Where the Angels Lived is a powerful testament of familial mourning as well as a vision of 20th century European history that is both searing and uplifting.” — Joyce Carol Oates

Hear Delaware Public Radio’s Kelli Steele talk with Margaret about Where the Angels Lived. 

Meet Margaret in Chicago January 14, 2020.

Listen to Margaret discuss “Angels” on WISHTV in Indianapolis. 

Check out Ellen Bauman’s interview with Margaret in Chicago Jewish News.

Watch Marshall Ramsey’s interview with Margaret on Mississippi Public Broadcasting.

Listen to Margaret and her mother on Chicago radio.

Read why Bloomington, Indiana selected “Angels” for their Community Reading Program.

Read about Margaret’s school visits sponsored by CYPRESS in Evansville, IN. 

Seaside Jewish Community, Delaware reads Where the Angels Lived.

Meet Margaret at the U.S. Holocaust Museum in Washington, D.C. March 27, 28, 2020.

Listen to an interview with Margaret on Cincinnati’s Public Radio.

“It can happen again. Maybe it has already started.” Read Margaret’s piece in USA Today.

Read “Why I Don’t Celebrate Richard Wagner’s Birthday” in The Montréal Review .

Read about the Holocaust in one Hungarian town in The Washington Post.

Read about refugees in Hungary in The Los Angeles Times.

Read “Kaddish for Engel 64240” in Anchor Magazine.

Connect with Margaret during her 2019 National Book Tour.

Book Margaret for an Event Through The JBC.

  • You will emerge from reading this memoir with a greater understanding of the destructive power of hate.

    Teach Peace Now

  • McMullan’s haunting, heartrending, and hopeful journey to remember and honor her family’s legacy…reminds us how connected we all are to our past.

    Linda Kass

    author of Tasa’s Song, owner of Gramercy Books

  • An amazing book club selection. McMullan’s writing is exquisite – detailed and luminous.

     

    Lois Hanson

    Paragraphs Bookstore, Ohio

  • An amazing voyage of discovery.

    Chicago Jewish News

  • Riveting reading.

    The Hungarian Spectrum

  • McMullan has done more than tell this story masterfully… the memoir’s inevitable look at the gradual nature of totalitarianism’s growth resonates today, as both the U.S. and Hungary experience right-wing resurgences.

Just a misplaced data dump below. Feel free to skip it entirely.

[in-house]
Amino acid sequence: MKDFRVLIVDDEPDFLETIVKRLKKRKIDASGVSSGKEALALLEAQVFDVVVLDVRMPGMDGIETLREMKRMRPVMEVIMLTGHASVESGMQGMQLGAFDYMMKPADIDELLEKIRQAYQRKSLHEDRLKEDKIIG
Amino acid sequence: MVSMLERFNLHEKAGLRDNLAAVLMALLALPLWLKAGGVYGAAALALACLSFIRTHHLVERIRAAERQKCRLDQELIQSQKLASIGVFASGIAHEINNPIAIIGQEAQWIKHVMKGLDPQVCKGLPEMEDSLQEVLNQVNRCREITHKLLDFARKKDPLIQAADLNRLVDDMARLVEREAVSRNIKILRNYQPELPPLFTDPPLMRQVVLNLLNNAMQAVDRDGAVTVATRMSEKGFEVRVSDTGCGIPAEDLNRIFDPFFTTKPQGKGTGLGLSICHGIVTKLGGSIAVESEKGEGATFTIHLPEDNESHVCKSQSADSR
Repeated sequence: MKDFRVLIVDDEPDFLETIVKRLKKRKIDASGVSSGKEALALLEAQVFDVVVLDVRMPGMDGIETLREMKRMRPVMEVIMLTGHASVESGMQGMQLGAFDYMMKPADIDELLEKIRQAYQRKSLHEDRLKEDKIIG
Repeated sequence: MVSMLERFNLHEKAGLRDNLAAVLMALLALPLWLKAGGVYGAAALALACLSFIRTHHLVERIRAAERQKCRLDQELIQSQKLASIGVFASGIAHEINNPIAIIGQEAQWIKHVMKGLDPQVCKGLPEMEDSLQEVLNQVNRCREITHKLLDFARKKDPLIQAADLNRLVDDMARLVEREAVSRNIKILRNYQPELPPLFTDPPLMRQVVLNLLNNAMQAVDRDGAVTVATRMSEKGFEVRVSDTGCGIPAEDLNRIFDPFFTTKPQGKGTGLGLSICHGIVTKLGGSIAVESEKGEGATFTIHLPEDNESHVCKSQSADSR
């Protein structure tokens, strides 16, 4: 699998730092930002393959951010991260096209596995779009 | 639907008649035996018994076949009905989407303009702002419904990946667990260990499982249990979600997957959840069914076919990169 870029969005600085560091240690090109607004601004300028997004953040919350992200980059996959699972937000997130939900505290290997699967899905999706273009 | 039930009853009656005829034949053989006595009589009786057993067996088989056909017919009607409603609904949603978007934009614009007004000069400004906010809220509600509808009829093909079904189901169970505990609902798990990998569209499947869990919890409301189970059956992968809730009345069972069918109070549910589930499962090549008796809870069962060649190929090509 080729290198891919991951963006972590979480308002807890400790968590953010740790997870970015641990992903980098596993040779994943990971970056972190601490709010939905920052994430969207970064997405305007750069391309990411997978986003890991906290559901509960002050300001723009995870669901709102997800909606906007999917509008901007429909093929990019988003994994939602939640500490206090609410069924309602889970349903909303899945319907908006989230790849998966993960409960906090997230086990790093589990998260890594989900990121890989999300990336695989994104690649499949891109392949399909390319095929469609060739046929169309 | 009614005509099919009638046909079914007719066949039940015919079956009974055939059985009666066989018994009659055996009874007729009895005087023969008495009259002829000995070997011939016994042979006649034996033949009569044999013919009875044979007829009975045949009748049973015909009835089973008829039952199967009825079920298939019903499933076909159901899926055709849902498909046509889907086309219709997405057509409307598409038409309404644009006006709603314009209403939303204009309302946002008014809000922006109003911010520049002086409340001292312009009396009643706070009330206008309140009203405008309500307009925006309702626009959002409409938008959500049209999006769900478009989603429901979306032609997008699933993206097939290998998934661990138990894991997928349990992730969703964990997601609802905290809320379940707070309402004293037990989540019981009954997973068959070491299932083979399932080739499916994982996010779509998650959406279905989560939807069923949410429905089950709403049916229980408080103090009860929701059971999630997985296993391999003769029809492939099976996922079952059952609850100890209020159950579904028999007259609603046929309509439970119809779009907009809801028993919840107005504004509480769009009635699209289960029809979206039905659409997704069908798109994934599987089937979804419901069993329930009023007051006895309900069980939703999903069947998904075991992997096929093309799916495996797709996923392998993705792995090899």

The Clarion-Ledger

  • It’s emotional – and yet, in the end filled with hope and love…I cannot add words or commentary to something so beautifully lived and written.

    Scott Naugle

    The Shoofly Magazine

  • It is impossible to read this richly textured story and not be deeply moved by the lost voices who rise from the dead to speak in these pages. They, and we, should be forever grateful for their resurrection painfully and lovingly wrought by Margaret McMullan.

    Stuart Stevens

    The Innocent Have Nothing to Fear

  • They are entrepreneurs, musicians, lovers, builders and fighters, who, without the author’s painstaking research, would have been erased from history forever.

    Eleni Kounalakis

    Lt. Governor of California & U.S. Ambassador to Hungary (2010 – 2013)

  • Like Edmund de Waal’s Hare with the Amber Eyes, McMullan pieces together the lost story of her forgotten ancestor and reminds us all how easy it is for humans to willfully ignore the murderous past and contemporary evil.

    Evelyn Farkas

    Senior Fellow, German Marshall Fund; National Security Contributor, NBC/MSNBC

  • Into this terrifying moment of severe intolerance in America, arrives this meticulously researched, soul-driven account of the generational trauma caused by another country that turned on and gave up its own. Margaret McMullan did not ask for the assignment that sent her and her family to Hungary to mourn an unknown family member lost to the Holocaust, but her radical courage, determination and stamina in the face of that assignment is breathtaking, insisting we pay attention, to the crimes of the past and our actions in the present, because, of course, it can happen here.

    Pam Houston

    Deep Creek

  • Millions of individuals were killed during the Holocaust, and many of their stories were lost. But one man’s story was not.

    Mind Joggle

  • Where the Angels Lived is a beautifully crafted memoir that readers of history will particularly enjoy. Anyone with a fascination for discovering forgotten chapters of their own lives will relate to Margaret McMullan’s quest for the story of her ancestors. The book also made for a thoughtful book club selection, stimulating interesting conversation about the writing as well as the featured characters. This is a wonderful book to put in the hands of readers.

    Kelle Barfield

    owner Lorelei Books

  • McMullan beautifully pieces together a family history and the history of a country and its ethnic groups to create a stirring and highly informative narrative, full of information, wonderful wisdom and anecdotes, both sorrowful and joyful.

    Josip Novakovich

    April Fool’s Day

About Margaret

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